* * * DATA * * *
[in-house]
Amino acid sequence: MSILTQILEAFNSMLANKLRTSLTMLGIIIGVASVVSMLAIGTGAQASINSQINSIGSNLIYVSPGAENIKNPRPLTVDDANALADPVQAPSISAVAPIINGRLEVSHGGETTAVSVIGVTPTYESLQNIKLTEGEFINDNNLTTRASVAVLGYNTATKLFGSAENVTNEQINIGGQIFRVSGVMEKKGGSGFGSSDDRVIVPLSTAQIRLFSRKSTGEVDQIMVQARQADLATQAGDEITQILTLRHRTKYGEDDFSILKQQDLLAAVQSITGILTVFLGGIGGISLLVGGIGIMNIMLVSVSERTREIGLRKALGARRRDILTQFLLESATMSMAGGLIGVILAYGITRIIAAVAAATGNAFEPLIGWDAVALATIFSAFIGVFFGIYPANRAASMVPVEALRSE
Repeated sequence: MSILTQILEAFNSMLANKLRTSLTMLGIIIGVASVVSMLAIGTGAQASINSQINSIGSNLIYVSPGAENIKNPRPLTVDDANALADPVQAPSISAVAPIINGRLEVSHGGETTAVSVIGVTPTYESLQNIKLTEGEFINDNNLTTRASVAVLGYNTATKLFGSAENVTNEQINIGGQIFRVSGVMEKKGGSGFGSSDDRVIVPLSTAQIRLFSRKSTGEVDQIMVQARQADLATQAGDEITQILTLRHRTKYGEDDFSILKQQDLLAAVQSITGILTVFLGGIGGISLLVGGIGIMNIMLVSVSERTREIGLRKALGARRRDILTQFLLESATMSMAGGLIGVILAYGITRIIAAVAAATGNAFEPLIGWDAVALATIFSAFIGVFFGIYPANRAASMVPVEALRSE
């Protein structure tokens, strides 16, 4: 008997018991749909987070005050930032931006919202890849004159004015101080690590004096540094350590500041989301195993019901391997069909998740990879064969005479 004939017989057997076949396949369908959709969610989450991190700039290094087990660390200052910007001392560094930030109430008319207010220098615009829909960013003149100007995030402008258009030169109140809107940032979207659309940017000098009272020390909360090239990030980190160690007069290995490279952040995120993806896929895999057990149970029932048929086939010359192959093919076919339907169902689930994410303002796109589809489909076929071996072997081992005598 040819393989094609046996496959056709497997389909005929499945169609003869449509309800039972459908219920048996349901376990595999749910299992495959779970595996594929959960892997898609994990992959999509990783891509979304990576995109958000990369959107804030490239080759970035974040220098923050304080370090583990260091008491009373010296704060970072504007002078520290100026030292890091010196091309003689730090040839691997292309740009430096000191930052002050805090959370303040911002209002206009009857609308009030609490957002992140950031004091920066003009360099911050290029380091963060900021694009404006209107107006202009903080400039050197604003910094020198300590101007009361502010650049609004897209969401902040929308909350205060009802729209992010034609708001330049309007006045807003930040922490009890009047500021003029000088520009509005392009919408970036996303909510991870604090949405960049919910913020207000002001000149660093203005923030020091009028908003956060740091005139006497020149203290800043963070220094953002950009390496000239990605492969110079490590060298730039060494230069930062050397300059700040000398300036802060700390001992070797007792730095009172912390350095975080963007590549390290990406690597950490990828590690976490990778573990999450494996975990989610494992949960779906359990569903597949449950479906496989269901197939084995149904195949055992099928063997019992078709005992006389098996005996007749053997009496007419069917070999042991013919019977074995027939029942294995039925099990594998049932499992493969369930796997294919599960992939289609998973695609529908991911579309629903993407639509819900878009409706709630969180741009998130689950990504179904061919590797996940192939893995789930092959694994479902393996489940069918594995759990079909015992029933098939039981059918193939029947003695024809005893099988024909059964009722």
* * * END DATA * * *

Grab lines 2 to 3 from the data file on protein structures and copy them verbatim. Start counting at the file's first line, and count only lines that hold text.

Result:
Amino acid sequence: MSILTQILEAFNSMLANKLRTSLTMLGIIIGVASVVSMLAIGTGAQASINSQINSIGSNLIYVSPGAENIKNPRPLTVDDANALADPVQAPSISAVAPIINGRLEVSHGGETTAVSVIGVTPTYESLQNIKLTEGEFINDNNLTTRASVAVLGYNTATKLFGSAENVTNEQINIGGQIFRVSGVMEKKGGSGFGSSDDRVIVPLSTAQIRLFSRKSTGEVDQIMVQARQADLATQAGDEITQILTLRHRTKYGEDDFSILKQQDLLAAVQSITGILTVFLGGIGGISLLVGGIGIMNIMLVSVSERTREIGLRKALGARRRDILTQFLLESATMSMAGGLIGVILAYGITRIIAAVAAATGNAFEPLIGWDAVALATIFSAFIGVFFGIYPANRAASMVPVEALRSE
Repeated sequence: MSILTQILEAFNSMLANKLRTSLTMLGIIIGVASVVSMLAIGTGAQASINSQINSIGSNLIYVSPGAENIKNPRPLTVDDANALADPVQAPSISAVAPIINGRLEVSHGGETTAVSVIGVTPTYESLQNIKLTEGEFINDNNLTTRASVAVLGYNTATKLFGSAENVTNEQINIGGQIFRVSGVMEKKGGSGFGSSDDRVIVPLSTAQIRLFSRKSTGEVDQIMVQARQADLATQAGDEITQILTLRHRTKYGEDDFSILKQQDLLAAVQSITGILTVFLGGIGGISLLVGGIGIMNIMLVSVSERTREIGLRKALGARRRDILTQFLLESATMSMAGGLIGVILAYGITRIIAAVAAATGNAFEPLIGWDAVALATIFSAFIGVFFGIYPANRAASMVPVEALRSE